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Tourette syndromeA couple years ago, Emily Shelby had a horrible Valentine's Day. She was hospitalized for a week, in the clutches of a dystonic tic that wouldn't let go, keeping her bent over in half with her knuckles dragging on the ground.
A dystonic tic is a movement disorder associated with Tourette syndrome, a neurological condition where the patient experiences involuntary, compulsive movements that follow a specific pattern. It's often sensationalized in pop culture and media coverage, focusing on the small percentage of cases that involve loud outbursts of profanity – one of the misconceptions Emily detailed in a recent blog – but it's largely associated with repetitive tics and other body movements.
While the hospital stay was an awful thing to go through, Emily was glad to be at a point where she finally knew what she was up against. For many years, Emily's tics, twitches, headaches and other symptoms were misunderstood and undiagnosed. Teachers and others wondered if Emily was faking it, because no one could explain just what in the world was wrong. But then one day at age 10, the Sheboygan girl and her family came to Children's Wisconsin to be seen in the neurology clinic, and Emily was told almost immediately that she has Tourette.
"Children's finally gave us a place to go where they understood exactly what was going on," said Emily, now 14. "My tics can wax and wane, and sometimes they're really bad when I'm stressed out. But if we call down there, they'll help us out. They've always been wonderful."
There is no cure for Tourette, so the treatment at Children's consists of first evaluating what level of disturbance, if any, the tics are causing kids at school or at home. If it's a minor enough case, doctors will just educate the child and family about Tourette or tics and explain what's going on.
If the tics do require treatment, then the first step is instituting Comprehensive Behavioral Intervention for Tics (CBIT), which trains patients in habit reversal. They learn how to manage, and even reduce, the symptoms by recognizing when a tic is about to come on.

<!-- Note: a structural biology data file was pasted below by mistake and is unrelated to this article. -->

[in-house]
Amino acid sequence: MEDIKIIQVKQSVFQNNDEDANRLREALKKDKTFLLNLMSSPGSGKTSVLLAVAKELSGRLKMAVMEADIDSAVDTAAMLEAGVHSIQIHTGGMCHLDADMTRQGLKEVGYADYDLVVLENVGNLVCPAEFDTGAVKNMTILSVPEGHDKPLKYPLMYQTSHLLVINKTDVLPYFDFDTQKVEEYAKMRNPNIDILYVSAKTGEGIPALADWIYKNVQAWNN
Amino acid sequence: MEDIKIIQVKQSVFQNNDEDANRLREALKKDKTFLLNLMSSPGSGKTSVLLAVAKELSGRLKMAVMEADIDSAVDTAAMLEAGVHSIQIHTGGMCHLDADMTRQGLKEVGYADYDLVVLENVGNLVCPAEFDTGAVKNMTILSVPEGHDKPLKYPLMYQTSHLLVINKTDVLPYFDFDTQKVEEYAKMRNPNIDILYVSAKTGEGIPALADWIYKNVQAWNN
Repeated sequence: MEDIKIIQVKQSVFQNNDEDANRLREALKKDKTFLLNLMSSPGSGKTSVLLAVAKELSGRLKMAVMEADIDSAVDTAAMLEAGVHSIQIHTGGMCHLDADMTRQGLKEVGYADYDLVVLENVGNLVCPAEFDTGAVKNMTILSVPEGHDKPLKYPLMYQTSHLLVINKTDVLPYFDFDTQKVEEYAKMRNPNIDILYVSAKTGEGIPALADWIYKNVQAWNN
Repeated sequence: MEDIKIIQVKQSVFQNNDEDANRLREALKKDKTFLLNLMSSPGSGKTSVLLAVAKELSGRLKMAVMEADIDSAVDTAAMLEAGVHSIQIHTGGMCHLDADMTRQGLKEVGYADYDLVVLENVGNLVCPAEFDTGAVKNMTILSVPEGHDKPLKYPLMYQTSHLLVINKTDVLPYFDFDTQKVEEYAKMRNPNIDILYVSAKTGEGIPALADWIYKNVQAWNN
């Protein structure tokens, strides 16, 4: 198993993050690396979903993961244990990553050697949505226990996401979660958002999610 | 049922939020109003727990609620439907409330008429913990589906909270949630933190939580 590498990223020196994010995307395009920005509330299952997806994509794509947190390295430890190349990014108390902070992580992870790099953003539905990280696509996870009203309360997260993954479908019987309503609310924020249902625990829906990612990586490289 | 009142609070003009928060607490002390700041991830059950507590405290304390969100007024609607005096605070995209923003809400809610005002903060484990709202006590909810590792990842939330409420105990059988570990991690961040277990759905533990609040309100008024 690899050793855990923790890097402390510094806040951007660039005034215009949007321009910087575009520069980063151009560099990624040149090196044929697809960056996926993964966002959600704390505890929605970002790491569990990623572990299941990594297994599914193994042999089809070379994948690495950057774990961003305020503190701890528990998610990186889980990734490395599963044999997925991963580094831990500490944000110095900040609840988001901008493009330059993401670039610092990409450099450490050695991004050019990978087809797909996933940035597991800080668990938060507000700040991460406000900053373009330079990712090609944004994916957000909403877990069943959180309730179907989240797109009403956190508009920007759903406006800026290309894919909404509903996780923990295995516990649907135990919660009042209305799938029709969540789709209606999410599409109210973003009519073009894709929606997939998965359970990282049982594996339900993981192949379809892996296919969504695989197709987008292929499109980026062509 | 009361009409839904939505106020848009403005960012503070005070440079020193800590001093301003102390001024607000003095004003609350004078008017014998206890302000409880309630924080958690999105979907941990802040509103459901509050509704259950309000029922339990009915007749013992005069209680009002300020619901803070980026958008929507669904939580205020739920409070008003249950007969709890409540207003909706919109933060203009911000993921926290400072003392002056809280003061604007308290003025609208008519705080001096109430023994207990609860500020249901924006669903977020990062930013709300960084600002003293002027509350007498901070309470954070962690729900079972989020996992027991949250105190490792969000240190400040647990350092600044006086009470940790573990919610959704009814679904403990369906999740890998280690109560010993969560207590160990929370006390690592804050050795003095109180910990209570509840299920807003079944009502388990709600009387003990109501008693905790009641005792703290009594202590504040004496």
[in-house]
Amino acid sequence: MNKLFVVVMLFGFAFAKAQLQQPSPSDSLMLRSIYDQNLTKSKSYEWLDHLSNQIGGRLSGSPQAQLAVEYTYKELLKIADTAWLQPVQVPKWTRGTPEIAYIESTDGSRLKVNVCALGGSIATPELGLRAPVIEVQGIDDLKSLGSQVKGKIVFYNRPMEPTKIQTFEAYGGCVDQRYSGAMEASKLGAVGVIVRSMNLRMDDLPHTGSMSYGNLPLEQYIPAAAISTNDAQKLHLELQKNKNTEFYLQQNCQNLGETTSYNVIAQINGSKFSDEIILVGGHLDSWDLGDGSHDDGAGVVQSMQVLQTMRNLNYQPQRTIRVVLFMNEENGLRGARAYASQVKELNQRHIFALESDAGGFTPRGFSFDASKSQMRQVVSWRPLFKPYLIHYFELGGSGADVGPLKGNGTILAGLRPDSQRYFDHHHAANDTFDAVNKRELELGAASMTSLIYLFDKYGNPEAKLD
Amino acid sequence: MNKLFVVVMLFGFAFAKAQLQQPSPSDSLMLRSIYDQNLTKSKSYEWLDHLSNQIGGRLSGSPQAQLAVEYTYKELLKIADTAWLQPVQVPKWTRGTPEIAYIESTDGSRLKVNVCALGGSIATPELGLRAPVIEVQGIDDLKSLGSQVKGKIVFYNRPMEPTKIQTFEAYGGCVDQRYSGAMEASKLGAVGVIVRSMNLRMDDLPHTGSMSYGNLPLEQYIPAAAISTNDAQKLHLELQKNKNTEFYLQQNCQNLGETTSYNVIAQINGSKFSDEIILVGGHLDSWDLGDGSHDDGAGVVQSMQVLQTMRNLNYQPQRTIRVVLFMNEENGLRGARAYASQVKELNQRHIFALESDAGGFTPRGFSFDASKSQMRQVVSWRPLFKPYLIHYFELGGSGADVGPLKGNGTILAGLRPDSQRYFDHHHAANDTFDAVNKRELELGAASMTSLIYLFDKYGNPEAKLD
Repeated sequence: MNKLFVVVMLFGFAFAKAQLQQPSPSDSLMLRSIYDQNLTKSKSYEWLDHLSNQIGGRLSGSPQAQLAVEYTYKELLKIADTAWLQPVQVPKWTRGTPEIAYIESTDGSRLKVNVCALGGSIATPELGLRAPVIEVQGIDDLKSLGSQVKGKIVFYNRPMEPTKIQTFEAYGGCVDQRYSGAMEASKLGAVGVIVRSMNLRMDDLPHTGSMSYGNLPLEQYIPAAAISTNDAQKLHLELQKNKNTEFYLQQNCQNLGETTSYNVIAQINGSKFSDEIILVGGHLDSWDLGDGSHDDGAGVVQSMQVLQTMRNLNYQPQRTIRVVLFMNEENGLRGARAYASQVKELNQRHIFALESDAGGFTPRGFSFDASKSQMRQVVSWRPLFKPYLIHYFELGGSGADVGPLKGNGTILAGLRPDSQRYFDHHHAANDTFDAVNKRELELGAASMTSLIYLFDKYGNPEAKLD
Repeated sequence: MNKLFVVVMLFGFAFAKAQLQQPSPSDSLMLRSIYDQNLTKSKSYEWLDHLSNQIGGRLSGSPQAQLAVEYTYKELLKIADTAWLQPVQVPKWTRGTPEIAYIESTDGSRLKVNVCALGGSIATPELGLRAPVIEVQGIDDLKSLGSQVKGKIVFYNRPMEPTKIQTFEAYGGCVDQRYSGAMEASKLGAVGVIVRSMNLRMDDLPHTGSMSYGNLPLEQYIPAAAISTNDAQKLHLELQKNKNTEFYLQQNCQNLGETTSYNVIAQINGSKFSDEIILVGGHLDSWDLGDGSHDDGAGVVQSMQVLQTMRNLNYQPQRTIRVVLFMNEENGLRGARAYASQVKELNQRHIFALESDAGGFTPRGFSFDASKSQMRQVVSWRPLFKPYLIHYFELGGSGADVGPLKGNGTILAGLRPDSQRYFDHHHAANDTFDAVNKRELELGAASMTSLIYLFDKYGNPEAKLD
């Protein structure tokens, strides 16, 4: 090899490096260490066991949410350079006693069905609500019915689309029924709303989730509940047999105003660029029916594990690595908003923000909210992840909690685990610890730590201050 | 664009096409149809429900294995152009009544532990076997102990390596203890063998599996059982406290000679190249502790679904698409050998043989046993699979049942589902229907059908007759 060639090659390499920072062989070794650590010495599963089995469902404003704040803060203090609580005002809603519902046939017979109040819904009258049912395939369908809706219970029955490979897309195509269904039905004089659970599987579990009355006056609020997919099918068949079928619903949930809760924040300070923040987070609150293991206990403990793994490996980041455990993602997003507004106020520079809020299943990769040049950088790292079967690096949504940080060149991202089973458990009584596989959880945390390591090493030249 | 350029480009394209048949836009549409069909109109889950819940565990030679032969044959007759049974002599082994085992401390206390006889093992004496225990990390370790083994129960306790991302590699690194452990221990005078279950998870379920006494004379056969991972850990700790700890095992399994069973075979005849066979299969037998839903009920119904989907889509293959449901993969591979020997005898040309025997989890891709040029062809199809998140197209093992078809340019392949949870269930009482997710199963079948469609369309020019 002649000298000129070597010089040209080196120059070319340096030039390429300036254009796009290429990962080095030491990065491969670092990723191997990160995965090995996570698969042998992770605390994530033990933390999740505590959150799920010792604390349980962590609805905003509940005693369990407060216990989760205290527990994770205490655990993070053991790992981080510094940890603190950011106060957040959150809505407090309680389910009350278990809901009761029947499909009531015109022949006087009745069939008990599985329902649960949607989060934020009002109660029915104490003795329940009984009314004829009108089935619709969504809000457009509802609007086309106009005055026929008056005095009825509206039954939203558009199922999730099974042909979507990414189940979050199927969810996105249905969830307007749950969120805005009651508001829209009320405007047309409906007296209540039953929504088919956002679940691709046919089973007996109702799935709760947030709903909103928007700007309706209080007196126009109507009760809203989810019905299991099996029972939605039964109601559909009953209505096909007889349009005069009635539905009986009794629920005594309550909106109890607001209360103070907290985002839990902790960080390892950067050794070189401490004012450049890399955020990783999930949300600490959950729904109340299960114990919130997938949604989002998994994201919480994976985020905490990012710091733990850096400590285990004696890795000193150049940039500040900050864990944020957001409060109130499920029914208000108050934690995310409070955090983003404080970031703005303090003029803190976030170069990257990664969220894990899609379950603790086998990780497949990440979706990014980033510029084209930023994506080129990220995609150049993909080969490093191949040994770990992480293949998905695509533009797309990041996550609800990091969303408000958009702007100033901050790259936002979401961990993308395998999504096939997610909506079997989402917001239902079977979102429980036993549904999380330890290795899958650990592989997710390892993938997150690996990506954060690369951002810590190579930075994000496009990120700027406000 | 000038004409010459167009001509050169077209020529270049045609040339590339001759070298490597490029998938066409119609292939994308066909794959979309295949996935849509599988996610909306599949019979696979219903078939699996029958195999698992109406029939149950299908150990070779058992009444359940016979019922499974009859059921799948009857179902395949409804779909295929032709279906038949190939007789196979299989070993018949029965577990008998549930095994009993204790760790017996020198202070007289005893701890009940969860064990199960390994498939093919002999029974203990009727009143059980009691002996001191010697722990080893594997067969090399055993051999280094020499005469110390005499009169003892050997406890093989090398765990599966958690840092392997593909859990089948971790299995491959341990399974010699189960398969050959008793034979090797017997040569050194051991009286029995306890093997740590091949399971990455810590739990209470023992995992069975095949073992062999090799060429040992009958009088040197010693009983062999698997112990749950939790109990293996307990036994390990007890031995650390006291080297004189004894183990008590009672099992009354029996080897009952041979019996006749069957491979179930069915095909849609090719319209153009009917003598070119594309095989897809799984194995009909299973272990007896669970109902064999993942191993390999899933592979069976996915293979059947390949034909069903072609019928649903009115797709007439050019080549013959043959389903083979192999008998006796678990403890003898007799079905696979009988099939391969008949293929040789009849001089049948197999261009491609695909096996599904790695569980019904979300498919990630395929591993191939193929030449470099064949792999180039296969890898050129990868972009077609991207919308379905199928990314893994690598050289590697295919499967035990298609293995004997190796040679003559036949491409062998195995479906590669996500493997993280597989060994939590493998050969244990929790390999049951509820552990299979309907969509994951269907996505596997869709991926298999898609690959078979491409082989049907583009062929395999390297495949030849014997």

In Emily's case, she benefitted from learning more about her tics, and also found a place in Children's that helped her get the right medication and dosage to keep them more at bay.
"I just feel calmer now, and on an even keel," Emily said.
During her hospital stay, Emily was seen by neurology specialists, and had access to experts in several different fields. The cooperation between the departments is a key component to Children's approach to care.
In the years since she first came to Children's, it would be an understatement to say that Emily has not let Tourette hold her down. Her tics occur far less than they once did, giving her a greater ability to focus and go about her everyday life. She's excelled academically, and has become a Youth Ambassador for the Tourette Association of America. She has visited schools across the state, letting educators know how to deal with Tourette in the classroom, and showing other kids with the syndrome that they're not alone. This spring she went to Washington, D.C., for the second year in a row, to advocate for Tourette awareness and funding for research. She met with congressmen and senators to lobby for federal funding to search for a cure and, and for the development of a medicine exclusively for Tourette.
"The people at Children's really changed my life," she said. "Tourette is still something I’m dealing with, but it doesn't stop me anymore."